John William Godward
Godward was a Victorian Neo-classicist, and therefore a follower in theory of Frederic Leighton. However, he is more closely allied stylistically to Sir Lawrence Alma-Tadema, with whom he shared a penchant for the rendering of Classical architecture, in particular, static landscape features constructed from marble.
The vast majority of Godward's extant images feature women in Classical dress, posed against these landscape features, though there are some semi-nude and fully nude figures included in his oeuvre (a notable example being In The Tepidarium (1913), a title shared with a controversial Alma-Tadema painting of the same subject that resides in the Lady Lever Art Gallery). The titles reflect Godward's source of inspiration: Classical civilisation, most notably that of Ancient Rome (again a subject binding Godward closely to Alma-Tadema artistically), though Ancient Greece sometimes features, thus providing artistic ties, albeit of a more limited extent, with Leighton.
Given that Classical scholarship was more widespread among the potential audience for his paintings during his lifetime than in the present day, meticulous research of detail was important in order to attain a standing as an artist in this genre. Alma-Tadema was, as well as a painter, an archaeologist who attended historical sites and collected artefacts that were later used in his paintings: Godward, too, studied such details as architecture and dress, in order to ensure that his works bore the stamp of authenticity. In addition, Godward painstakingly and meticulously rendered those other important features in his paintings, animal skins (the paintings Noon Day Rest (1910) and A Cool Retreat (1910) contain superb examples of such rendition) and wild flowers (Nerissa (1906), illustrated above, and Summer Flowers (1903) are again excellent examples of this).
The appearance of beautiful women in studied poses in so many of Godward's canvases causes many newcomers to his works to categorise him mistakenly as being Pre-Raphaelite, particularly as his palette is often a vibrantly colourful one. However, the choice of subject matter (ancient civilisation versus, for example, Arthurian legend) is more properly that of the Victorian Neoclassicist: however, it is appropriate to comment that in common with numerous painters contemporary with him, Godward was a 'High Victorian Dreamer', producing beautiful images of a world which, it must be said, was idealised and romanticised, and which in the case of both Godward and Alma-Tadema came to be criticised as a world-view of 'Victorians in togas'. Related Paintings of John William Godward :. | The Tease | Ionian Dancing Girl | Erato at Her Lyre | Contemplation | Reverie |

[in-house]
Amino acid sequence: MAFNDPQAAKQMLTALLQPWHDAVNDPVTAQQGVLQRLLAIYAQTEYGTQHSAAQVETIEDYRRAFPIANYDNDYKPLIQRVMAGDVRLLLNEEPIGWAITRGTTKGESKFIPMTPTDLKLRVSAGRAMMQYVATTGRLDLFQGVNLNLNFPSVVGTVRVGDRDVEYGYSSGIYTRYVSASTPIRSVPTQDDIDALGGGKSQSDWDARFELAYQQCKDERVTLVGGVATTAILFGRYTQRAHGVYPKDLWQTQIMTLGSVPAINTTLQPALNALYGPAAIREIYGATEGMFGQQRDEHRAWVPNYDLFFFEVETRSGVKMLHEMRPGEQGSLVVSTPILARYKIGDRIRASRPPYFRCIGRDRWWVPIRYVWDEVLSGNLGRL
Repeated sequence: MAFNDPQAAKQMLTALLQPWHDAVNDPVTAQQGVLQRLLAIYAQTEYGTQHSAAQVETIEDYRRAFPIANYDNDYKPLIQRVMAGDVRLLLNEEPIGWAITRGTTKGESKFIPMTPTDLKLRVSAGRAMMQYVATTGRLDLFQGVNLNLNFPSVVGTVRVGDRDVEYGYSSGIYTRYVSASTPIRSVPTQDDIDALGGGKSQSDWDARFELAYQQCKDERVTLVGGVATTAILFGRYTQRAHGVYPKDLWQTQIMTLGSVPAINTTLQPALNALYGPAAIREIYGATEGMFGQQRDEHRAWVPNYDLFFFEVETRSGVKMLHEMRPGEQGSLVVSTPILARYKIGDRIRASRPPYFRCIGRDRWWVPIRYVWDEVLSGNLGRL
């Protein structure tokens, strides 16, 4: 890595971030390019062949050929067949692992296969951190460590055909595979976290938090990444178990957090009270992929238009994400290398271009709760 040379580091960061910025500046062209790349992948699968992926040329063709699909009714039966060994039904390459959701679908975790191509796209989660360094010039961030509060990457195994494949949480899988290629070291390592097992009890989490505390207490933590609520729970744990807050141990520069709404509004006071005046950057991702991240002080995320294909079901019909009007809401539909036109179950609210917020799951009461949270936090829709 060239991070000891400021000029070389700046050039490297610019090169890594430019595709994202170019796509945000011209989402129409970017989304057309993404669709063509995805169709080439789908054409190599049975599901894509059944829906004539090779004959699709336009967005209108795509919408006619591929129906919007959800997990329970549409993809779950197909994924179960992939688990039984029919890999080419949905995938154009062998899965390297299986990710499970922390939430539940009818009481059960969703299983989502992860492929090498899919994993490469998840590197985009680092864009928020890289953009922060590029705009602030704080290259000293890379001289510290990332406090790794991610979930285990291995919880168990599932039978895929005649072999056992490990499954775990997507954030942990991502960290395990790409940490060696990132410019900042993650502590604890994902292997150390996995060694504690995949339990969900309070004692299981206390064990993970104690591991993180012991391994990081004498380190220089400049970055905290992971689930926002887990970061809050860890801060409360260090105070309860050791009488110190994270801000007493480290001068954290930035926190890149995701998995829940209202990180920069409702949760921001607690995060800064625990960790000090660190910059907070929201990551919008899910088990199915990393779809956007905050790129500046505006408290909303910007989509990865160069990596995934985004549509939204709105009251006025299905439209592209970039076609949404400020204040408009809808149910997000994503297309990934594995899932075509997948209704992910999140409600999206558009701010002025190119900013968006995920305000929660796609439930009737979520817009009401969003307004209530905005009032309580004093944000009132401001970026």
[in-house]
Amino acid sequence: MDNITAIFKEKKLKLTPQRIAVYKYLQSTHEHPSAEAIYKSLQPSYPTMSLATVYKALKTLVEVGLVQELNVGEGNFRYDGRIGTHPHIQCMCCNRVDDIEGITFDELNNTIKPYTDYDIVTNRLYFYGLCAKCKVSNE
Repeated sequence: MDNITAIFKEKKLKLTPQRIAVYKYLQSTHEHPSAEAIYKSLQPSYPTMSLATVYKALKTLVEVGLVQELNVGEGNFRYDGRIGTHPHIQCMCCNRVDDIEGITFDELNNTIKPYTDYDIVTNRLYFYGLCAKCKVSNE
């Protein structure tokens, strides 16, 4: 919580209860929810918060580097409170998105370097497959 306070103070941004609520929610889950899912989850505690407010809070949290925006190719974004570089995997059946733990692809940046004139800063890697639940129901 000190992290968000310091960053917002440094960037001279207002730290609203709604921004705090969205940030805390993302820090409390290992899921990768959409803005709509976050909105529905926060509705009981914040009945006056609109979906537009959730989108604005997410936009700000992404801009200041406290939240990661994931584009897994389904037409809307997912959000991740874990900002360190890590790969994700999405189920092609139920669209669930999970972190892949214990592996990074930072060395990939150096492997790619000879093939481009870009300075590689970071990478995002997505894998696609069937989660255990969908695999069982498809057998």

Related Artists:Leopold Robert
(13 May 1794 - 20 March 1835), Swiss painter, was born at La Chaux-de-Fonds (Neuchâtel) in Switzerland, but left his native place with the engraver Girardet at the age of sixteen for Paris.
He was on the eve of obtaining the grand prix for engraving when the events of 1815 blasted his hopes, for Neuchâtel was restored to Prussia, and Robert was struck off the list of competitors as a foreigner. Whilst continuing his studies under Girardet he had never ceased to frequent the studio of David, and he now determined to become a painter, and only returned to his native country when his master himself was exiled. At Neuchâtel he attracted the notice of Roullet de Mezerac, who enabled him by a timely loan to proceed to Rome. In depicting the customs and life of the people, of southern Italy especially, he showed peculiar feeling for the historical characteristics of their race.